Theresa May made a high-profile appeal last week for greater consensus about how the UK approaches its impending exit from the EU. But if the prime minister really wanted to see cross-party agreement in action, she could have popped into Parliament’s Westminster Hall last Wednesday, where a debate on the UK’s membership of Euratom was taking place.
However, May would not have been pleased by what she saw: Conservative and opposition MPs ganging up to outline their opposition to her plan to quit the pan-European nuclear body.
The debate’s sponsor, Albert Owen – the MP for the north Wales constituency of Ynys Mon, which is the location of the Wylfa B nuclear plant – was in little doubt that politics lay behind May’s determinations to quit Euratom. “It isn’t essential that we leave Euratom just because we are leaving the EU. We are leaving because Number 10 has a red line. It is a political reason not a legal reason, law is an excuse,” he said.
Richard Harrington, recently appointed energy minister, insisted that the UK had no option but to leave Euratom because of its “inseparable relationship” with the EU.
He was backed up by Bill Cash, the backbench Conservative MP who has been campaigning against the EU since the early 90s, when he made John Major’s prime ministership a misery. He said the link was spelt out in the treaties that govern the UK’s relationship with the trading bloc.
However, several of Cash’s backbench colleagues on the Conservative side were unconvinced that the picture is as black and white as he painted it.
“The likelihood is that an interested party might seek to litigate the matter. It would be much better for the government to seize the initiative.”
“Our membership of Euratom is separate to that of the EU,” said Ed Vaizey – former culture minister, who co-authored a recent Sunday Telegraph column making the case for the UK’s continued membership of Euratom.
Bromley MP Bob Neill – an ex-barrister who is chair of the House of Commons justice select committee, argued that the government should not treat legal advice as Holy Writ. “It wouldn’t be the first time that government and (European) Commission legal advice has been proved to be wrong,” he said, adding that given the “many benefits” which the UK enjoyed thanks to Euratom membership, “ideological purity” should not get in the way of the UK’s energy interests. “If legally we can remain, we should do so,” he said.
And if the government was putting so much store on its legal advice, it should be published, said Vaizey, who appealed to the government to publish a distilled version of its advice.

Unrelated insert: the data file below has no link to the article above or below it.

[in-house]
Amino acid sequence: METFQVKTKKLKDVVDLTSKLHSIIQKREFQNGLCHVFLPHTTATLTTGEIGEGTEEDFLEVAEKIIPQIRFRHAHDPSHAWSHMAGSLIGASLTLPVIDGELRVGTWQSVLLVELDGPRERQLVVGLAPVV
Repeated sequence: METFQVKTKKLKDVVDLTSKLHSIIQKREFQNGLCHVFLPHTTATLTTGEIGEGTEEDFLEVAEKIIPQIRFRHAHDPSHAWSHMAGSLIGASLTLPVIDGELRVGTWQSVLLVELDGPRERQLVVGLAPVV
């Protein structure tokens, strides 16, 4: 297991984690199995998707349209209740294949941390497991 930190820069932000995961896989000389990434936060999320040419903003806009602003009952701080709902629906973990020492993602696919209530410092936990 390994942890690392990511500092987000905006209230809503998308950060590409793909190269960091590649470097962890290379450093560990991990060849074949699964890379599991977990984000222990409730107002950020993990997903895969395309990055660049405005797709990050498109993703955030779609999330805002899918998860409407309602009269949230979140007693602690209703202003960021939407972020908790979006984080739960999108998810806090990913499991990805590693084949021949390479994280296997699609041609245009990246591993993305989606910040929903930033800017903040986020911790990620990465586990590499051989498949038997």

Neill warned that if the government didn’t publish its advice, it was likely that its hand would be forced legally. “The likelihood is that an interested party might seek to litigate the matter. It would be much better for the government to seize the initiative.”
Alan Whitehead, Labour shadow spokesman on energy, agreed that the legal position wasn’t as clear as the government suggested.
And he said the ramifications of the withdrawal from Euratom hadn’t been fully explored by the government. As an example, he said, clauses in the government’s Hinkley power station agreement meant that the companies involved in the project could walk away from the deal and demand up to £20 billion worth of compensation if the UK left Euratom unilaterally.
Since the debate, both the government and the European Commission have published their position papers for the upcoming negotiations.
The Commission is blunt that the Euratom treaty will cease to apply to the UK from the date when the country withdraws from the EU. Its focus, however, is on the transfer of Euratom property and equipment, which Brussels says it have to be paid for.
The safeguarding of the UK’s nuclear materials will be this country’s own responsibility. And Paul Blomfield, a Labour backbencher, warned that withdrawing from Euratom would only be the start of the government’s complexities.
Ministers would have to negotiate individual nuclear co-operation agreements with all of its nuclear partners outside of the EU, which would be “complex” and “lengthy” to achieve within the 20 months left until the UK leaves the EU. He questioned why the government wanted to add to its existing Brexit burdens by taking on this task.
Enough Tory backbenchers spoke out against the government’s Euratom withdrawal plans last week to suggest that they are unlikely to emerge unscathed when the bill goes through the House of Commons.
At the very least, it is clear that ministers will have to start coming up with some more convincing responses than they have now to assuage these concerns.